Blinken sees growing partner in Angola on Africa democracy tourThu, 25 Jan 2024 03:56:21 GMT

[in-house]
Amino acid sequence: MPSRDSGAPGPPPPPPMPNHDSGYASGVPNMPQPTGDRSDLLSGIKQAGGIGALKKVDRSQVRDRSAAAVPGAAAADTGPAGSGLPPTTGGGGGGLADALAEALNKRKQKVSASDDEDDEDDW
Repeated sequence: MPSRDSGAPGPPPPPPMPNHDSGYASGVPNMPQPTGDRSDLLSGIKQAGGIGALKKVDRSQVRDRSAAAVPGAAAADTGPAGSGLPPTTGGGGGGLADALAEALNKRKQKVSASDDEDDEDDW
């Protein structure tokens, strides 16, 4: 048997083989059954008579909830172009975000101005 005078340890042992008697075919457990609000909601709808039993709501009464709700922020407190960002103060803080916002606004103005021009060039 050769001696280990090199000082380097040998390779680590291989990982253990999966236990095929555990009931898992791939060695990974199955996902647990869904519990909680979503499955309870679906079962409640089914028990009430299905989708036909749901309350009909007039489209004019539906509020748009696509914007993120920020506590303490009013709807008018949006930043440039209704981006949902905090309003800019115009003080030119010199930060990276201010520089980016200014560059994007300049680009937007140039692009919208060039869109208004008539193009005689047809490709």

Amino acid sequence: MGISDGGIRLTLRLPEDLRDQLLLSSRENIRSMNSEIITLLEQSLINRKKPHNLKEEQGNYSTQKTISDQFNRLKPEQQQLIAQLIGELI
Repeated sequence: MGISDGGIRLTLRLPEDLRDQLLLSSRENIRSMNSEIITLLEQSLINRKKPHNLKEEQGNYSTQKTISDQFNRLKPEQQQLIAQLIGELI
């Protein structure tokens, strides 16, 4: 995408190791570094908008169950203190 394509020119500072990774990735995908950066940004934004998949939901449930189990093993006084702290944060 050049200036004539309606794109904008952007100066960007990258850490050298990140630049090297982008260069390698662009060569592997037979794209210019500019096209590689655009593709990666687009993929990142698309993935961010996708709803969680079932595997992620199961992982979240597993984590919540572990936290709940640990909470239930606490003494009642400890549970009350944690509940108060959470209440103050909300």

US Secretary of State Antony Blinken on Thursday will explore greater coordination with emerging regional partner Angola, capping a tour of Africa to champion US-friendly democracies as global crises mount.After years of estrangement with Washington during the Cold War, Angola has seen growing common ground with the United States including by working together to address violence in the Democratic Republic of Congo. Blinken arrived late Wednesday in the oil-rich former Portuguese colony’s capital Luanda, where billboards with his picture welcomed him. He will meet Friday with President Joao Lourenco, who met US President Joe Biden at the White House just two months ago.Angola is a linchpin of one of the signature US infrastructure projects on the continent — the Lobito Corridor, which will connect landlocked Zambia, hailed by Washington as a model for its robust democracy, as well as resource-rich DR Congo to an Angolan port on the Atlantic Ocean.China, seen by the United States as its top competitor, has rapidly expanded its footprint in Africa through infrastructure spending, while Russia has ramped up security ties with military-run states.Blinken said the Lobito Corridor showed that the United States was not looking at making African states reliant on Washington.”Here’s the biggest difference maker, I think — the United States also, and maybe uniquely, invests in knowledge, and transferring knowledge, and sharing techniques,” he told Channels Television on his previous stop in Nigeria.Blinken’s trip, which also took him to Ivory Coast and Cape Verde, comes as many Africans voice unease both at the billions of dollars provided by the United States to Ukraine to defend against Russia and at US support for Israel as it bombards Gaza in response to a Hamas attack.South Africa, which Blinken is not visiting, has irritated Washington by bringing a case to the International Criminal Court alleging genocide by Israel.Biden has said that the United States is “all in” for Africa but he did not live up to a promise to visit the continent last year. – Seeking DRC headway -The United States during the Cold War backed UNITA rebels in Angola but has built close relations as the country transitioned to democracy.Angola, no stranger to conflict, has taken a leading role alongside Kenya in seeking an end to unrest in the east of vast DR Congo. Talks in Luanda in late 2022 reached an agreement for a drawback of the M23, ethnic Tutsi rebels that Kinshasa charges are backed by Rwanda, but the insurgents instead have since swept vast territory. The United States has made a new push to support the Angolan and Kenyan mediation, with intelligence chief Avril Haines in November meeting both DR Congo President Felix Tshisekedi and Rwandan President Paul Kagame and agreeing on steps to de-escalate.While remaining deeply worried, US officials believe that greater engagement is the best chance to prevent a worsening of the conflict, which has caused major displacement and taken an especially heavy toll on women. Blinken over the past two weeks met at the World Economic Forum in Davos, Switzerland with Kagame and spoke by telephone with Tshisekedi, who is starting a new five-year term after elections. The United States has previously found credible the allegations of Rwandan support for the M23. Kagame in turn has demanded action against Hutu fighters connected to the perpetrators of Rwanda’s 1994 genocide which targeted Tutsis.”It’s very difficult, but the parties have been very responsive to our engagement,” Molly Phee, the top US diplomat for Africa, said ahead of the trip. “We’re going to hopefully help consolidate some of the intense discussions we’ve had over the past six weeks or so, and see if we can help the Africans set things on the right track.”